The waiting is over.
Today is the day 158,908 candidates throughout Scotland rip open the envelopes containing their exam results. There will be tears and disappointment for some, relief and satisfaction for many and delight, even ecstasy, for others. For most, celebrations are in order. Once again the pass rate has risen in most categories.
Congratulations are due to both pupils and teachers for all the hard work that has gone into another year of high achievement. Inevitably, the results are clouded by insinuations of "dumbing down" and "grade inflation". Teachers who have worked hard to raise aspirations and attainment, despite wage freezes and challenges to their terms and conditions, must feel they are in a no-win situation. If the pass rate dips, the finger is pointed at them. If it rises, there is an assumption that the exams are getting easier. That is unfair on both pupils and their teachers.
There are several reasons why results tend to improve year on year. High youth unemployment and a higher bar for access to higher education concentrate young minds on the need to get the best possible results. Also, today's pupils have much better access to educational resources than previous generations, thanks to the internet and a plethora of study guides. In addition, it is probably the case that teachers are becoming more skilled at coaching their charges to get good grades.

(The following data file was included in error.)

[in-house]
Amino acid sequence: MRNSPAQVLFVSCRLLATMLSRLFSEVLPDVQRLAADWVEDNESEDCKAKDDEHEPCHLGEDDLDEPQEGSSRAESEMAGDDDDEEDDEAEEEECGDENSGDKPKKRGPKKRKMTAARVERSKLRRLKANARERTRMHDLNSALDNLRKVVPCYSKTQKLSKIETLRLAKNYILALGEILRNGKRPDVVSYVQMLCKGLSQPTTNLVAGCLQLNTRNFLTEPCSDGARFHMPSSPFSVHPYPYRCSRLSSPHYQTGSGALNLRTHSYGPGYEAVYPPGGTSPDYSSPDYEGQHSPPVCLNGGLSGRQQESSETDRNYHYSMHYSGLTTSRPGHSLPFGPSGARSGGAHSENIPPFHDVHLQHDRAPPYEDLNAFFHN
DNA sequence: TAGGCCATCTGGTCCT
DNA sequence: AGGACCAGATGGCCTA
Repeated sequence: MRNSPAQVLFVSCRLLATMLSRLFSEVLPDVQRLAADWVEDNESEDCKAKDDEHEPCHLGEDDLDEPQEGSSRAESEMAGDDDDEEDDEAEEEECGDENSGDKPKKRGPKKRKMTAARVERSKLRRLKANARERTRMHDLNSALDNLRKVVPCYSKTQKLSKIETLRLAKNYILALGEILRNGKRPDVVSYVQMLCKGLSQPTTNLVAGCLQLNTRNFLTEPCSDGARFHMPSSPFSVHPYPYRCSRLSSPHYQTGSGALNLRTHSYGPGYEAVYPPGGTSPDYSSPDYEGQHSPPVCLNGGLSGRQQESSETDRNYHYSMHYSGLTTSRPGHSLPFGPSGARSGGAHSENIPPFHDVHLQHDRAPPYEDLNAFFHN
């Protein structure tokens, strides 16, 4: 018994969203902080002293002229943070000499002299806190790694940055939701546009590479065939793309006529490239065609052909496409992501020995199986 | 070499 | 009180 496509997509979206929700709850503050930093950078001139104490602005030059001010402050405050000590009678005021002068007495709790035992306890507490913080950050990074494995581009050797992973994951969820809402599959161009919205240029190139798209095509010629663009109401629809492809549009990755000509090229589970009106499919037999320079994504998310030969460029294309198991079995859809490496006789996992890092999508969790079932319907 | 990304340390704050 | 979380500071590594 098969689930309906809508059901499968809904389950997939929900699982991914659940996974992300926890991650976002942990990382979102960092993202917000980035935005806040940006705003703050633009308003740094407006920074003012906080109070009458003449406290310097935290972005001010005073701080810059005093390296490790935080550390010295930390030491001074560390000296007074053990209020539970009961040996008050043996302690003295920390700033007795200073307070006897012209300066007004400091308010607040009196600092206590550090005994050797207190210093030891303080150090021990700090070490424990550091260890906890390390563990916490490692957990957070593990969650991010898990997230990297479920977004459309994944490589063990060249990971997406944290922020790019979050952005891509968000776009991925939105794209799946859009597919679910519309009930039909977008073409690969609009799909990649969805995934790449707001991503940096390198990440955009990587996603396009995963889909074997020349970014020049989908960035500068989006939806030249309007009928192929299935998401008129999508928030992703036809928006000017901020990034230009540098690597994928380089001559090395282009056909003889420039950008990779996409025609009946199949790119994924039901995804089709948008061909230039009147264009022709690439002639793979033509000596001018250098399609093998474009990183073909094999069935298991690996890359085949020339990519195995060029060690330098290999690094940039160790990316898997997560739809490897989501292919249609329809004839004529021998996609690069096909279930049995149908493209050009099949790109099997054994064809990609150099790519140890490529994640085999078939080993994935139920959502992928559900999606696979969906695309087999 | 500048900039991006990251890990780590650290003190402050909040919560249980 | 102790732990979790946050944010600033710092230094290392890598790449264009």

Whether these snapshots of attainment on a particular day provide an accurate reflection of a pupil's suitability as an employee or undergraduate is another matter.
For most schools next year marks the end of Standard Grades, due to be replaced by National exams. As the pass rate for Standard Grade has now reached 98.9%, they are frankly no longer regarded as a useful indication of ability. Indeed, these exams have become hard to fail. Some uncertainty surrounds the new qualification, particularly the internal marking arrangements. However, change is overdue and the new qualifications, introduced alongside the new Curriculum for Excellence (CfE), are intended to challenge pupils and provide a more useful measure of their abilities. The proof of the pudding will be in the eating.
Highers will survive the shake-up and another jump of 1.7% in the pass rate to nearly 77% prompted questions yesterday about their relevance to the wider world of employment and higher education.
Strathclyde University emeritus professor of education, Brian Boyd, called on the Scottish Government to review Highers. He questions whether working towards such exams produces rounded individuals capable of making a positive contribution to society, which is the objective of CfE.
After such a major overhaul of Scottish education, designed to give pupils a wider education, more relevant to the outside world, it is important to have an examination system that reflects this. It is indeed time to ask whether Highers are fit for purpose.
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